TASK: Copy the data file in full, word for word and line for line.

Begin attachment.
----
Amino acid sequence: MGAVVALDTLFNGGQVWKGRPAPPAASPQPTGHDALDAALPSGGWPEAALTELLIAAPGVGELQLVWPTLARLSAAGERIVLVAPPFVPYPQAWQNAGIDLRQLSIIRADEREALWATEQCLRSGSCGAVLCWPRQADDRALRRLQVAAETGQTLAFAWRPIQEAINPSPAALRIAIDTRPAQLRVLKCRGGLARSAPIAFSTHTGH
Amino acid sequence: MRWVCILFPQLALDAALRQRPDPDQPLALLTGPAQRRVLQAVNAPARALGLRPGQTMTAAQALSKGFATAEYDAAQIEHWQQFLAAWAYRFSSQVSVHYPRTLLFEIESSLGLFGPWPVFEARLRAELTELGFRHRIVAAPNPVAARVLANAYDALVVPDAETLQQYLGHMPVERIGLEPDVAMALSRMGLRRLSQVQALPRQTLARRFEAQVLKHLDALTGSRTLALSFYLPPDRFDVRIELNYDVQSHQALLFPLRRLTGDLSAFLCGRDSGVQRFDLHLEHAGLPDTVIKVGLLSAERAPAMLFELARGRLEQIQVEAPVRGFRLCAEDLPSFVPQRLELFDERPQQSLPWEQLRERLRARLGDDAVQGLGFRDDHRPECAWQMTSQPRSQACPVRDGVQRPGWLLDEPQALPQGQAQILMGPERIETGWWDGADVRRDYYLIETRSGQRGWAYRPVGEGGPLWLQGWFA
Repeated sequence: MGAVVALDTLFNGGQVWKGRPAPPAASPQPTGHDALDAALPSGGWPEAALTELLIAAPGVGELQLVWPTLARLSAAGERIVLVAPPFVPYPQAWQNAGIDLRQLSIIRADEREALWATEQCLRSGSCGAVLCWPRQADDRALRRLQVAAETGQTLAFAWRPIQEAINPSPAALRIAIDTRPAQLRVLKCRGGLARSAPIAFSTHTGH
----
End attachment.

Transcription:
Amino acid sequence: MGAVVALDTLFNGGQVWKGRPAPPAASPQPTGHDALDAALPSGGWPEAALTELLIAAPGVGELQLVWPTLARLSAAGERIVLVAPPFVPYPQAWQNAGIDLRQLSIIRADEREALWATEQCLRSGSCGAVLCWPRQADDRALRRLQVAAETGQTLAFAWRPIQEAINPSPAALRIAIDTRPAQLRVLKCRGGLARSAPIAFSTHTGH
Amino acid sequence: MRWVCILFPQLALDAALRQRPDPDQPLALLTGPAQRRVLQAVNAPARALGLRPGQTMTAAQALSKGFATAEYDAAQIEHWQQFLAAWAYRFSSQVSVHYPRTLLFEIESSLGLFGPWPVFEARLRAELTELGFRHRIVAAPNPVAARVLANAYDALVVPDAETLQQYLGHMPVERIGLEPDVAMALSRMGLRRLSQVQALPRQTLARRFEAQVLKHLDALTGSRTLALSFYLPPDRFDVRIELNYDVQSHQALLFPLRRLTGDLSAFLCGRDSGVQRFDLHLEHAGLPDTVIKVGLLSAERAPAMLFELARGRLEQIQVEAPVRGFRLCAEDLPSFVPQRLELFDERPQQSLPWEQLRERLRARLGDDAVQGLGFRDDHRPECAWQMTSQPRSQACPVRDGVQRPGWLLDEPQALPQGQAQILMGPERIETGWWDGADVRRDYYLIETRSGQRGWAYRPVGEGGPLWLQGWFA
Repeated sequence: MGAVVALDTLFNGGQVWKGRPAPPAASPQPTGHDALDAALPSGGWPEAALTELLIAAPGVGELQLVWPTLARLSAAGERIVLVAPPFVPYPQAWQNAGIDLRQLSIIRADEREALWATEQCLRSGSCGAVLCWPRQADDRALRRLQVAAETGQTLAFAWRPIQEAINPSPAALRIAIDTRPAQLRVLKCRGGLARSAPIAFSTHTGH